Jeramey Jannene
Eyes on Milwaukee

Is the Marcus Center a Historic Building?

Two architects have nominated 1969 building for historic designation, which would slow redesign.

By - Jan 28th, 2019 04:16 pm
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Marcus Center Campus Master Plan Rendering. Rendering by HGA.

Marcus Center Campus Master Plan Rendering. Rendering by HGA.

The proposed development of the Marcus Center for the Performing Arts could be required to go through a redesign if the city designates the building and its campus as historic.

Jennifer Current, landscape architect at Quorum Architects and Mark Debrauske, principal and architect at the Tredo Group, filed an application with the city’s Historic Preservation Commission to have the 3.65-acre property added to the city’s list of locally-designated historic structures.

Dan Kiley designed landscape. Photo by Tom Bamberger.

Dan Kiley designed landscape. Photo by Tom Bamberger.

The designation, should it be approved, would require that any future changes to the building’s exterior, including the grove of Horse Chestnut trees designed by landscape architect Dan Kiley, are subject to city oversight.

Historic designation would not scuttle the center’s redevelopment, proposed in early December, but would establish design standards to guide future modifications. Planned exterior changes would be required to comply with those standards and receive a certificate of appropriateness from the Historic Preservation Commission. Should the commission reject any such changes, Marcus Center officials could appeal the decision to the Common Council.

The Marcus Center board hired architecture firm HGA to design a series of changes to the county-owned facility. The goal, according to a press release, was to “secure its vitality for the next 50 years.” Those plans include a number of exterior changes to the building, including replacing or expanding the use of glass to connect the Brutalist structure with the surrounding area. New concession and lobby spaces along the building’s west and south sides are intended to provide more “visual connections” between the grounds and building.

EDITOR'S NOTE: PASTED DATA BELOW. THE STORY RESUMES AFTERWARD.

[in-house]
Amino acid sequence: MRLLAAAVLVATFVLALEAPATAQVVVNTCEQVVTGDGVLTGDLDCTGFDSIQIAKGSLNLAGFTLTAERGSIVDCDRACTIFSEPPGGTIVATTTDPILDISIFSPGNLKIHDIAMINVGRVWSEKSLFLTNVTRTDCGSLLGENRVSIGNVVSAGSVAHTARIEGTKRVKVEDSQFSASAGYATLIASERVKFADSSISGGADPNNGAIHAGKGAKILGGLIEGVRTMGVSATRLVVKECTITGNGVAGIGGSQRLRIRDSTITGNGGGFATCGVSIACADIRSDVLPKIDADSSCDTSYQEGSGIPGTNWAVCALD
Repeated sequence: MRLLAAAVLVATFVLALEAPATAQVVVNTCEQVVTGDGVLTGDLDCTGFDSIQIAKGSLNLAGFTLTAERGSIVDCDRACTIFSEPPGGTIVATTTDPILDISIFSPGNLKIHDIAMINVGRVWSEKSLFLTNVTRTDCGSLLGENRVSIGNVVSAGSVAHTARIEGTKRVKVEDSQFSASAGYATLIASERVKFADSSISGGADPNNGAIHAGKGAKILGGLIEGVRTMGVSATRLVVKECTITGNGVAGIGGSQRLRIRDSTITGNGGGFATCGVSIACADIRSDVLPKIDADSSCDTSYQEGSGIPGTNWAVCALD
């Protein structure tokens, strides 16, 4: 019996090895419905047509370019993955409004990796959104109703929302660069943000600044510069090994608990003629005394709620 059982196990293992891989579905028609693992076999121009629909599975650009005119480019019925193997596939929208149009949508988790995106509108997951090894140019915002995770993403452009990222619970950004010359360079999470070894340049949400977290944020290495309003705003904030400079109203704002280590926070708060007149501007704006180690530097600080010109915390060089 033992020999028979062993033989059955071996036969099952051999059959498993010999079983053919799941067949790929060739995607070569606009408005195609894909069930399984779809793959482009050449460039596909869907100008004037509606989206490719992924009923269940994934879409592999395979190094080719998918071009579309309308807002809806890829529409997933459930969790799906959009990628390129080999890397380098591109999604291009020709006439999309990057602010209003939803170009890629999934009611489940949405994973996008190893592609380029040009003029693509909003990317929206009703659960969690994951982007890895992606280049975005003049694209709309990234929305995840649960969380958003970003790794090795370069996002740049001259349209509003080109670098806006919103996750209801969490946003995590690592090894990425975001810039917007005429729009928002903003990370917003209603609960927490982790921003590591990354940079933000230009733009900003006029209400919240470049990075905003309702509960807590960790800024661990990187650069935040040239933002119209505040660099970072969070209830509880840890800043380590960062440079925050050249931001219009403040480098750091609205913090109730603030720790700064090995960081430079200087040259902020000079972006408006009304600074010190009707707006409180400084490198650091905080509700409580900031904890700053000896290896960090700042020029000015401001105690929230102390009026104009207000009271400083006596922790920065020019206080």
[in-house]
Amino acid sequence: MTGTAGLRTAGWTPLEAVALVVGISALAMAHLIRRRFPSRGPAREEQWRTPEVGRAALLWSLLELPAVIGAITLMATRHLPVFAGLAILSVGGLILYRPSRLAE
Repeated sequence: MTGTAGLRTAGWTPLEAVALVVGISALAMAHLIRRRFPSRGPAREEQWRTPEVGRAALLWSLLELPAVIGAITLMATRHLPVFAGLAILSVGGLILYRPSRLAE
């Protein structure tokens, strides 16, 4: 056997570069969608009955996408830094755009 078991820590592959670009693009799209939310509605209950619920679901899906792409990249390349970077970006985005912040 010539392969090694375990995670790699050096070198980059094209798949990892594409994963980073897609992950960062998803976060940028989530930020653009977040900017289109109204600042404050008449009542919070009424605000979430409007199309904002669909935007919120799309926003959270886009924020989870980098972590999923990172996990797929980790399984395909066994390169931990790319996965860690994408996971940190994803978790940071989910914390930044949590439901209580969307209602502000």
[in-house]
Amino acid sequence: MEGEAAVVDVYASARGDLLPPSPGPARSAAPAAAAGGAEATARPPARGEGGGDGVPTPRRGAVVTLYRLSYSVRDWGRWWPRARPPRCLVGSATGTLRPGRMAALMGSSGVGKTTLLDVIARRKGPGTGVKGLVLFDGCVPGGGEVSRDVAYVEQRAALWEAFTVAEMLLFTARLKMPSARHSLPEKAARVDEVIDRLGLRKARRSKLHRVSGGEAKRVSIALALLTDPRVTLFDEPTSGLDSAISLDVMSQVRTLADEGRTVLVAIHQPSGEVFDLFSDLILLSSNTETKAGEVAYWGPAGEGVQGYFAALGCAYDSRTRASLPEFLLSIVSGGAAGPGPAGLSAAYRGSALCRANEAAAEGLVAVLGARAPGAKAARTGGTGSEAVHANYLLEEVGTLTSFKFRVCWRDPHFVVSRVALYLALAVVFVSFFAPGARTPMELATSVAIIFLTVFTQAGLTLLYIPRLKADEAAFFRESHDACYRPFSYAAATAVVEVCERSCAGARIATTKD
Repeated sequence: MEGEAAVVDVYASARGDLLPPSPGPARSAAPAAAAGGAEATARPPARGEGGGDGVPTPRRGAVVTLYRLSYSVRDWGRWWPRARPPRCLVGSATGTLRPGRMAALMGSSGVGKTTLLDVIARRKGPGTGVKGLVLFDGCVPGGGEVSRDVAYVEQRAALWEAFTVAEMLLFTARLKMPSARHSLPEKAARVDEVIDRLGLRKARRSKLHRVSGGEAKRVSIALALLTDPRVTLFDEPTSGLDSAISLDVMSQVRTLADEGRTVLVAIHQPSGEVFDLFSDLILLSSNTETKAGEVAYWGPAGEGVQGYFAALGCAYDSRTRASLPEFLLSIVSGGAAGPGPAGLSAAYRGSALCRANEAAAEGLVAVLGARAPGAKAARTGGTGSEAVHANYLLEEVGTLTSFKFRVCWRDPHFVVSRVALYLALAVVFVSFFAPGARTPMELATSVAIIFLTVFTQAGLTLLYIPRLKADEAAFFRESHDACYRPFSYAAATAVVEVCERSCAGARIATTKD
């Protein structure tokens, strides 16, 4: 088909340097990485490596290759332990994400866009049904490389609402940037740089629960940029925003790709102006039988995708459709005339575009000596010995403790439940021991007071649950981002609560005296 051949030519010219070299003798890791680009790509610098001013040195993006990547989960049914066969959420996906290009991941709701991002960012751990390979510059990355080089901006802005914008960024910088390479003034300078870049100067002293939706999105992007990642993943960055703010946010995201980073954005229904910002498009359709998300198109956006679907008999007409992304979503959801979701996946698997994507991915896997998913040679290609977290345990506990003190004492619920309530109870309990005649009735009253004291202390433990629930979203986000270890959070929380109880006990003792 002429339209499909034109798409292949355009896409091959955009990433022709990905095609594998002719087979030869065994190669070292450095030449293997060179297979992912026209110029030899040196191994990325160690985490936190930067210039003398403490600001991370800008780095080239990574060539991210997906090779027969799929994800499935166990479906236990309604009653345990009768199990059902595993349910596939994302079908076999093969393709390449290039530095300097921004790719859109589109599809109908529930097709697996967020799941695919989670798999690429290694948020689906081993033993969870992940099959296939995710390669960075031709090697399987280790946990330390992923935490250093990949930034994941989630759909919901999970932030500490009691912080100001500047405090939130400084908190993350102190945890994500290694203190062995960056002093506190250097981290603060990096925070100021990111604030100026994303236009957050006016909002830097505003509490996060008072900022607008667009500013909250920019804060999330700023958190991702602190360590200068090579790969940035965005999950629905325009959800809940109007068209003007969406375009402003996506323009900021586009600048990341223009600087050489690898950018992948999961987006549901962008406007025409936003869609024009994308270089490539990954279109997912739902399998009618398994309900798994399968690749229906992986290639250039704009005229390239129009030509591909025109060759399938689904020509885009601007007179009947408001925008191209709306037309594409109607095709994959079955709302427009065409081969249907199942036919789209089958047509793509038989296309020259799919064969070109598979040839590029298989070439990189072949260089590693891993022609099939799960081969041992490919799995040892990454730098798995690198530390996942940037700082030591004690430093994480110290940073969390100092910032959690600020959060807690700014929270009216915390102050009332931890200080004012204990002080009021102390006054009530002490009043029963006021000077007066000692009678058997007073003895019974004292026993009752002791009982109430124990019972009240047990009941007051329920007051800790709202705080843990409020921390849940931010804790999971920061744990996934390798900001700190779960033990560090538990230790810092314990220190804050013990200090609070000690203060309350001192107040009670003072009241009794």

The grounds of the campus at 929 N. Water St. would be redesigned as well, with the tree grove and fountain replaced with an entirely new layout. Marcus Center executive director Paul Mathews told Urban Milwaukee in December that those changes were designed to make the area more accessible and engaging.

Should the city approve the permanent designation, the 50-year-old performing arts center would be the youngest, historically-protected building in town. The building was designed by Chicago architect Harry Weese, with the surrounding public grounds designed by Kiley. An addition was built in 1992.

While the historic commission and Common Council debate permanent designation, a temporary historic designation could be issued. That designation would effectively prevent any changes to the building’s exterior or grounds for up to 180 days.

Placing the building’s status in limbo could impact the timeline for construction. Mathews told Urban Milwaukee that he expected work to begin in 2019 on the first phase of the changes. The center also recently held an open house to showcase UW-Milwaukee student design concepts for a broader cultural campus to be created around the Marcus Center.

Debrauske told Urban Milwaukee he is looking for the “‘and’ solution, where the current needs are met while preserving the inherent value of the original design.”

The commission’s next scheduled meeting is set for February 4th. An agenda has not been released. The commission is required to hold a hearing on the nomination within 45 days.

Renderings

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Related Legislation: File 181570

More about the Marcus Center redevelopment

3 thoughts on “Eyes on Milwaukee: Is the Marcus Center a Historic Building?”

  1. Richard Schreiner says:

    Is it my imagination, or does the artist’s rendering of the treeless Kiley space look like MacArthur Square (the disliked and largely unused space east of the courthouse)? Yeech!

    I note also that the artist’s perspective is from someone floating in the air over Red Arrow Park – a perspective that conceals how the space might look from ground level and whether it would entice people in, or like MacArthur Square, repel them.

    I hope the tree grove will be saved and continue to provide a quiet, shaded space during the summer.

  2. Thomas Martinsen says:

    I think we should save the Chestnut trees. I have had many brown bag lunches under their shade, and I have met friends who also worked downtown enjoying the shade under those trees.

  3. Mary says:

    You used a photo by Tom Bamberger to illustrate this. He wrote an article back in 2014 about
    Kiley’s work at the MAM:
    https://urbanmilwaukee.com/2014/01/16/in-public-how-we%CA%BCve-abandoned-dan-kiley/

    In Public
    How Weʼve Abandoned Dan Kiley

    The great landscape artistʼs work for the Milwaukee Art Museum is being diminished by neglect. Part II in a series.
    By Tom Bamberger – Jan 16th, 2014 11:46 am

    I am wondering if he has he expressed an opinion about this work of Kiley’s and its fate?

    also: this is a matter of national interest:
    https://landscapearchitecturemagazine.org/2019/01/29/great-lawn-vs-grove/

    “Milwaukee rushes toward a zero-sum choice that could eradicate a Kiley landscape”

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